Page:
The importance of water safety awareness has been stressed by Community Safety Minister Ash Regan to mark today’s World Drowning Prevention Day.
At an event at the Kelpies, Falkirk, Ms Regan discussed preparedness and witnessed water safety demonstrations with the Scottish Fire and Rescue Service, the Royal Society for the Prevention of Accidents (RoSPA) and first responders. The Minister also watched a demonstration by Newfoundland dogs specially trained for water rescue.
Support for the global prevention day – which will see St Andrew’s House in Edinburgh lit up blue with other world landmarks – follows the launch of a collaborative action plan to help prevent people from drowning in Scotland.
Ms Regan said, with Scottish schools closed for summer, it is vitally important everyone heeds crucial water safety advice.
“I welcome the opportunity to support the World Health Organisation’s World Drowning Prevention Day.
“We are blessed with an abundance of natural beauty and surrounded by waterways that can appear tempting during hot weather.
“But it’s vitally important people exercise extreme caution if venturing into open water and that they heed all of the safety advice. Entering any waterway has an element of risk and can have tragic consequences.
“The Scottish Government takes the issue of water safety very seriously and our sympathies remain with everyone affected by the tragedy of a water fatality.
“We work closely with Water Safety Scotland (WSS) and other partners, including local councils, Police Scotland, RoSPA, and the Scottish Fire and Rescue Service to implement and support initiatives that can help raise awareness of the hazards around water and reduce deaths from accidental drowning.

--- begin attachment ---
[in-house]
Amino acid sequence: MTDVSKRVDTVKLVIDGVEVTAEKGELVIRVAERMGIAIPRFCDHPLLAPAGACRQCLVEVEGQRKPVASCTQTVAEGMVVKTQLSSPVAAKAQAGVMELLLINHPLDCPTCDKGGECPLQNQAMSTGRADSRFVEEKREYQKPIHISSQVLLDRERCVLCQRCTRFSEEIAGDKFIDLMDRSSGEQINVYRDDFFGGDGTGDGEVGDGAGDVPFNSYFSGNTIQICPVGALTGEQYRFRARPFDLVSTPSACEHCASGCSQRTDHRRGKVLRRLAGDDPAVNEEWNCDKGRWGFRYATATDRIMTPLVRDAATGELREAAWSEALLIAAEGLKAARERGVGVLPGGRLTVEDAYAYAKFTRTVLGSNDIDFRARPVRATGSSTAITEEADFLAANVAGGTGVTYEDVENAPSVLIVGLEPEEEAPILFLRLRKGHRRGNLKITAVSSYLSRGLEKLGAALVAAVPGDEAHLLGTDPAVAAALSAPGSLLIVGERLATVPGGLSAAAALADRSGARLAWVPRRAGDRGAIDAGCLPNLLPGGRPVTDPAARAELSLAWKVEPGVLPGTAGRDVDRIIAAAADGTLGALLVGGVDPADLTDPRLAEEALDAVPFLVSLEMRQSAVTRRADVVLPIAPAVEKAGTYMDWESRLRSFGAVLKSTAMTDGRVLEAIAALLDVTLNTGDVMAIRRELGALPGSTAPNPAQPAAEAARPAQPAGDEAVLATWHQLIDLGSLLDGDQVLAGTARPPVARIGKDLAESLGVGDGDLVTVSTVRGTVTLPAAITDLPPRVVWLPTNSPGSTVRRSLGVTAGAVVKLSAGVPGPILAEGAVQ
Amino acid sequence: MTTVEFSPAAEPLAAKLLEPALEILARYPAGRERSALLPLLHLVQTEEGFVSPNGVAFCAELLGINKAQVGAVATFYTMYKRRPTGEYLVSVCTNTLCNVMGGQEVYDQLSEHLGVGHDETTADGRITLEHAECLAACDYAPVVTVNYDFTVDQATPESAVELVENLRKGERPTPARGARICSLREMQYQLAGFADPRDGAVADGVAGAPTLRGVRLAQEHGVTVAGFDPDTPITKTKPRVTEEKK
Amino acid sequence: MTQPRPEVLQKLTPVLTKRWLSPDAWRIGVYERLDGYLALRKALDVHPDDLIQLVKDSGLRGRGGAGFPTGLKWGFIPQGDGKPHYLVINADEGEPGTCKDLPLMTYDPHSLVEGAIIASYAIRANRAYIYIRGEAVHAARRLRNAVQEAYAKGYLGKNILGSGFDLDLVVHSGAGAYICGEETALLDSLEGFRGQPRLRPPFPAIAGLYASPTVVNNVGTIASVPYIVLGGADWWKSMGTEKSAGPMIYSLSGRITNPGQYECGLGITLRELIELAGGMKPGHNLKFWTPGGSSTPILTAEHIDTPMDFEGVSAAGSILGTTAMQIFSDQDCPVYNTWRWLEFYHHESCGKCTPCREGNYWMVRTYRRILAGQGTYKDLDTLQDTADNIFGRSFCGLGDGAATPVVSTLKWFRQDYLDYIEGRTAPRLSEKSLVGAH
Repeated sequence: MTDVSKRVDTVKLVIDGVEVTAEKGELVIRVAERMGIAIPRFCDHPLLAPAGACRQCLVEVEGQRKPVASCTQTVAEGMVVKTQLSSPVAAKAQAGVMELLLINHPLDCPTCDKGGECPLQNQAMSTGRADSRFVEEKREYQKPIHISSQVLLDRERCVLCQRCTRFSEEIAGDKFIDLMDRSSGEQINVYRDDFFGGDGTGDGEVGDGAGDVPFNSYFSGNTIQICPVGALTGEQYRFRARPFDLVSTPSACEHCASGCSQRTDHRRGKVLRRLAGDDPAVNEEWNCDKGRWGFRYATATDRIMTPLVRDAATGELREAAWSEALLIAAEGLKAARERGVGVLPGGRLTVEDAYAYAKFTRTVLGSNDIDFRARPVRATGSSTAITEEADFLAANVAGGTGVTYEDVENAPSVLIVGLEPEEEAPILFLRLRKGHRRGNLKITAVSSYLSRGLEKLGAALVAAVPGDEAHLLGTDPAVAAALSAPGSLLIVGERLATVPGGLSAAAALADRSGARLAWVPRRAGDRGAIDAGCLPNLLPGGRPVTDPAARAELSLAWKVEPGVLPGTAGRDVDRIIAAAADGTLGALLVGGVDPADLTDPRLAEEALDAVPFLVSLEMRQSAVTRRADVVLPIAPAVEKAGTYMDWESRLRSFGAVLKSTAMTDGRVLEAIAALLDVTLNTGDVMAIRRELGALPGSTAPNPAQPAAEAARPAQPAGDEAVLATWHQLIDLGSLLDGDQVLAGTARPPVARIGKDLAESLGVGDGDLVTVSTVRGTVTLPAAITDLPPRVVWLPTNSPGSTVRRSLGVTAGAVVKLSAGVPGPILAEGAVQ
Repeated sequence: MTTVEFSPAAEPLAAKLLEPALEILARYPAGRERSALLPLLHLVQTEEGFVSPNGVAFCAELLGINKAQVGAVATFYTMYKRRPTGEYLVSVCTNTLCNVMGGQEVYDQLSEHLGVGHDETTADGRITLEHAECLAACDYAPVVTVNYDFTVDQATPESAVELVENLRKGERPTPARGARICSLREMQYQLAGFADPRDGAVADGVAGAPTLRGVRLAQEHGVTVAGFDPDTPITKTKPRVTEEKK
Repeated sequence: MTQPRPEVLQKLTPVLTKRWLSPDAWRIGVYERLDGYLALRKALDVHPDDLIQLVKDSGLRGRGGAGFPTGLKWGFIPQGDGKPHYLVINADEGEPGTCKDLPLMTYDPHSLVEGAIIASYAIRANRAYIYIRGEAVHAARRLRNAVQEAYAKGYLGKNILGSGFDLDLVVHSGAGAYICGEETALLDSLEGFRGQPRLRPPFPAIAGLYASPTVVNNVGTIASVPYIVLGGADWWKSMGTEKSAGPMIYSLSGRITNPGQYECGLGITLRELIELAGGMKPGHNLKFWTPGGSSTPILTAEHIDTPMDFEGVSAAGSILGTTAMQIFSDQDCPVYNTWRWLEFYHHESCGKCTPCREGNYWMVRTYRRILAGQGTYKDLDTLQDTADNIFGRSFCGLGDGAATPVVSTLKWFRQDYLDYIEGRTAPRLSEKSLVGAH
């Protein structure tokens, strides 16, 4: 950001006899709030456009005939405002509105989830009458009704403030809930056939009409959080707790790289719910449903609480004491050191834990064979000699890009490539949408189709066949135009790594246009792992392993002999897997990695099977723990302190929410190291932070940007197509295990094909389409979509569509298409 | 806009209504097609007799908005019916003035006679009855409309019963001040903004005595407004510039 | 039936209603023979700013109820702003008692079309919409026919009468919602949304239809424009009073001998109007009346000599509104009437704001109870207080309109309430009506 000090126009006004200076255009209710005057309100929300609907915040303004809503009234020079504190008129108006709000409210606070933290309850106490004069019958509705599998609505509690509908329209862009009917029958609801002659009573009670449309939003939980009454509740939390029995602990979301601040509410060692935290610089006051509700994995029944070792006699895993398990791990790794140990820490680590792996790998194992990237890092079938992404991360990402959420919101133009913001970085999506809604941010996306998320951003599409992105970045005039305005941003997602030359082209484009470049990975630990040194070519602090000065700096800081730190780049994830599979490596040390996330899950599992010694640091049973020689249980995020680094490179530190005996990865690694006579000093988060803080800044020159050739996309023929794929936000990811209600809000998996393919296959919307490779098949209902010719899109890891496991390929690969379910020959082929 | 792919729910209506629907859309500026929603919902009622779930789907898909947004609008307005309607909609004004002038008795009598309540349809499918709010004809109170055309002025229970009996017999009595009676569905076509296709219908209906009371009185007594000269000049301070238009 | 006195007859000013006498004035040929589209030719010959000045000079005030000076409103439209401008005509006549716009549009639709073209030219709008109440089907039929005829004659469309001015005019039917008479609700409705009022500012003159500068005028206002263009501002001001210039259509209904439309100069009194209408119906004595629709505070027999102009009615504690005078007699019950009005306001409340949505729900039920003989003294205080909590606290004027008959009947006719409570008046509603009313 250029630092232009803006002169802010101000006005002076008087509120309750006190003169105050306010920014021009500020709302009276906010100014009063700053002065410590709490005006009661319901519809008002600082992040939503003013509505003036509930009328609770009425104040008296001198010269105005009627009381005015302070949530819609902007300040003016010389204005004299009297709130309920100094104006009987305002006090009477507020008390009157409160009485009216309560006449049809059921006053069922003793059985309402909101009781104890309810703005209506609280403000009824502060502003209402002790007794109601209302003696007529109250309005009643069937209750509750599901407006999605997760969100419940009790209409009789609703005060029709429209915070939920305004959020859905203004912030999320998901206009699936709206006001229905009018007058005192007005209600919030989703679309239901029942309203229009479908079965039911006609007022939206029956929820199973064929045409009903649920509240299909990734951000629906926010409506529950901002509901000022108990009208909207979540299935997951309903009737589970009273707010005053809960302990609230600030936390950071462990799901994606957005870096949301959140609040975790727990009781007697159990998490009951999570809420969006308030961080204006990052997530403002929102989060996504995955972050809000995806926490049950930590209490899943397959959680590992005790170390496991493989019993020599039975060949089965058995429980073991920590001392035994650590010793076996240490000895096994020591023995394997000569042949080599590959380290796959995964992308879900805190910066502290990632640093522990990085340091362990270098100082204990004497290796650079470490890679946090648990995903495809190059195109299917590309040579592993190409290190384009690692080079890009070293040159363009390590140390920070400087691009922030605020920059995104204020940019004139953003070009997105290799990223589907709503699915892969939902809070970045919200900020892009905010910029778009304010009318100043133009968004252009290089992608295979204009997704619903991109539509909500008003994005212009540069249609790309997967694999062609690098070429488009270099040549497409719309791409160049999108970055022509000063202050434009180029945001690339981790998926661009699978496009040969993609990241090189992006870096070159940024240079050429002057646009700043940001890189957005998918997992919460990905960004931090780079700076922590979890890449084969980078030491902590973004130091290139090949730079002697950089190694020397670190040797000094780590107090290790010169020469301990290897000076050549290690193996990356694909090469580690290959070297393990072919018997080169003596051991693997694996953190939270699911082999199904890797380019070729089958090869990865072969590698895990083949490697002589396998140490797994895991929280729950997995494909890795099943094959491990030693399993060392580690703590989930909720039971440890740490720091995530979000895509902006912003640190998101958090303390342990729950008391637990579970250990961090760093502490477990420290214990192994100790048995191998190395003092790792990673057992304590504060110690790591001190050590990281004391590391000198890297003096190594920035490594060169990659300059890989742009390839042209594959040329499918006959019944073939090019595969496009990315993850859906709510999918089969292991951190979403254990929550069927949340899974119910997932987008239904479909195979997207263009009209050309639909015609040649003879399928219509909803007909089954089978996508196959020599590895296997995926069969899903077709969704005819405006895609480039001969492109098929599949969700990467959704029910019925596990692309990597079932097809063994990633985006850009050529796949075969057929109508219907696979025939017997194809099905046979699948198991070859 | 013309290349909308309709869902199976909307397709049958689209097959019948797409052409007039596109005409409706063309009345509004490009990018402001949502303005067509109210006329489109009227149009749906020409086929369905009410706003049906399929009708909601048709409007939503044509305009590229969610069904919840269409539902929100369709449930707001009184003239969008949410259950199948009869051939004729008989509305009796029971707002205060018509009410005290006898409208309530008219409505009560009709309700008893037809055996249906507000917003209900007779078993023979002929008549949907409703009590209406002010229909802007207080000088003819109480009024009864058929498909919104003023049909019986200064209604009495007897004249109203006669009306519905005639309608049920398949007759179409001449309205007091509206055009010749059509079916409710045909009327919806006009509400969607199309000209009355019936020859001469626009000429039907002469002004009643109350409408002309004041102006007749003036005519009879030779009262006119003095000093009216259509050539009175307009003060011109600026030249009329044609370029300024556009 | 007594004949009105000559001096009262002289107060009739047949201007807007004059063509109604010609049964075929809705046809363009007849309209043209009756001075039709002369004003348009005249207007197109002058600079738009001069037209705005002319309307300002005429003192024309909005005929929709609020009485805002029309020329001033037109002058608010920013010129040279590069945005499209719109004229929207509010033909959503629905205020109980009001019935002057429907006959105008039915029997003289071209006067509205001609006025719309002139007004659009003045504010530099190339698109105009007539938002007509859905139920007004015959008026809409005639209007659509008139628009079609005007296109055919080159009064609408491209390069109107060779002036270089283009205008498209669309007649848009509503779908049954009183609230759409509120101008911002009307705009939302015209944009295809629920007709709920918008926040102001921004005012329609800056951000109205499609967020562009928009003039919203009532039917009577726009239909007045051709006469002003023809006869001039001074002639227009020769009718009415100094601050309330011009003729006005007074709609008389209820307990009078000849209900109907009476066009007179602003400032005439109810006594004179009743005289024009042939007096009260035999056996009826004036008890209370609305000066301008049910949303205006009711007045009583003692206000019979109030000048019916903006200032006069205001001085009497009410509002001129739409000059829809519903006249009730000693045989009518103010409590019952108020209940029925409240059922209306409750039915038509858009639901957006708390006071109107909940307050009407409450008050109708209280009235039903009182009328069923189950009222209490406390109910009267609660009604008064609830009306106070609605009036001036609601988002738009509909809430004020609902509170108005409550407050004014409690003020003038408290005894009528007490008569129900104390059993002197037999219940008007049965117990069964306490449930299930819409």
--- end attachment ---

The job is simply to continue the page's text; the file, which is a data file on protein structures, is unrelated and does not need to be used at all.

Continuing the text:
“I have witnessed today work to prevent water tragedies from occurring but this is never a substitute for adhering to safety advice when in and around cold water.”
In 2022/23 the Scottish Government is providing RoSPA with an additional £60,000, specifically to help strengthen the focus on water safety and their support for Water Safety Scotland.
Key water safety advice
- If you plan to get into water to cool down during hot weather, be responsible, know the risks and choose a supervised site such as a beach, lido or swimming pool.
- Reservoirs, rivers, lochs and unsupervised beaches might be tempting for a quick cool down but there are hidden and potentially fatal dangers including strong currents and the risk of cold water shock. Visit Ready Scotland and Water Safety Scotland for more information.
- The depth of water could be hiding unseen dangers – hidden ledges or strong currents. And if you are at the coast, think carefully about rip currents, offshore winds and the tide.
- It is better to go near the water with a family member or friend.
- Talk to your children to help them understand the risks and how to make safe choices around water.
- Avoid open water where there are blue-green algae warning notices or if it looks green, blue-green or greenish-brown on the surface.
- And if you see someone in trouble, do not enter the water. Look for a life ring and call 999.